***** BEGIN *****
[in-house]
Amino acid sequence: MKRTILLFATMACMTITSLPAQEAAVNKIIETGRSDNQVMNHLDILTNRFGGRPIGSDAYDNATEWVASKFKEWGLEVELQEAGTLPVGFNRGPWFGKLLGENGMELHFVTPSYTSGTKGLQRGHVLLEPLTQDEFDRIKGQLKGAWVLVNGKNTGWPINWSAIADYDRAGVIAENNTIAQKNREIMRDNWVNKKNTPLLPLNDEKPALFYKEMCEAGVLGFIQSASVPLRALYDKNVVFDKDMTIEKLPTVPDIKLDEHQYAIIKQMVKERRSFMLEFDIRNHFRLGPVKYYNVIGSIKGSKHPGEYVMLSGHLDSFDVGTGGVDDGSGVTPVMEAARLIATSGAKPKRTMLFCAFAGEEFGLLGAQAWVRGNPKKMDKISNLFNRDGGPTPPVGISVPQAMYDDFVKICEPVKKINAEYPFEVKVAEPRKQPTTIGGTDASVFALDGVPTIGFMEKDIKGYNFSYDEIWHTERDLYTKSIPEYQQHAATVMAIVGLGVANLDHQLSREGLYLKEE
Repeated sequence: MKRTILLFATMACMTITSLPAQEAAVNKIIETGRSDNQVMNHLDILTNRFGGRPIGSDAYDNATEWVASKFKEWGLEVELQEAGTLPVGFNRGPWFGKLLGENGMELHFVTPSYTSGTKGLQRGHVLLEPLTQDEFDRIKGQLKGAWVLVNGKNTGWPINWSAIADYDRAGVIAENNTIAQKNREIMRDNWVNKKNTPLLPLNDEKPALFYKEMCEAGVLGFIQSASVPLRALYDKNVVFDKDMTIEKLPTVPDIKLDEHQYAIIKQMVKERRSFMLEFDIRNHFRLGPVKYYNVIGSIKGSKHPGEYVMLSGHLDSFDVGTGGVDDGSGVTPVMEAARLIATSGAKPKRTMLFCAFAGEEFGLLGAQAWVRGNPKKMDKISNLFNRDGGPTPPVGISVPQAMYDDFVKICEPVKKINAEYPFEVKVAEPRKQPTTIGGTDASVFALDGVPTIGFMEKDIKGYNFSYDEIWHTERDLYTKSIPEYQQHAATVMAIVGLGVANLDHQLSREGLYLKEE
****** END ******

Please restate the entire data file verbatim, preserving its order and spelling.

[in-house]
Amino acid sequence: MKRTILLFATMACMTITSLPAQEAAVNKIIETGRSDNQVMNHLDILTNRFGGRPIGSDAYDNATEWVASKFKEWGLEVELQEAGTLPVGFNRGPWFGKLLGENGMELHFVTPSYTSGTKGLQRGHVLLEPLTQDEFDRIKGQLKGAWVLVNGKNTGWPINWSAIADYDRAGVIAENNTIAQKNREIMRDNWVNKKNTPLLPLNDEKPALFYKEMCEAGVLGFIQSASVPLRALYDKNVVFDKDMTIEKLPTVPDIKLDEHQYAIIKQMVKERRSFMLEFDIRNHFRLGPVKYYNVIGSIKGSKHPGEYVMLSGHLDSFDVGTGGVDDGSGVTPVMEAARLIATSGAKPKRTMLFCAFAGEEFGLLGAQAWVRGNPKKMDKISNLFNRDGGPTPPVGISVPQAMYDDFVKICEPVKKINAEYPFEVKVAEPRKQPTTIGGTDASVFALDGVPTIGFMEKDIKGYNFSYDEIWHTERDLYTKSIPEYQQHAATVMAIVGLGVANLDHQLSREGLYLKEE
Repeated sequence: MKRTILLFATMACMTITSLPAQEAAVNKIIETGRSDNQVMNHLDILTNRFGGRPIGSDAYDNATEWVASKFKEWGLEVELQEAGTLPVGFNRGPWFGKLLGENGMELHFVTPSYTSGTKGLQRGHVLLEPLTQDEFDRIKGQLKGAWVLVNGKNTGWPINWSAIADYDRAGVIAENNTIAQKNREIMRDNWVNKKNTPLLPLNDEKPALFYKEMCEAGVLGFIQSASVPLRALYDKNVVFDKDMTIEKLPTVPDIKLDEHQYAIIKQMVKERRSFMLEFDIRNHFRLGPVKYYNVIGSIKGSKHPGEYVMLSGHLDSFDVGTGGVDDGSGVTPVMEAARLIATSGAKPKRTMLFCAFAGEEFGLLGAQAWVRGNPKKMDKISNLFNRDGGPTPPVGISVPQAMYDDFVKICEPVKKINAEYPFEVKVAEPRKQPTTIGGTDASVFALDGVPTIGFMEKDIKGYNFSYDEIWHTERDLYTKSIPEYQQHAATVMAIVGLGVANLDHQLSREGLYLKEE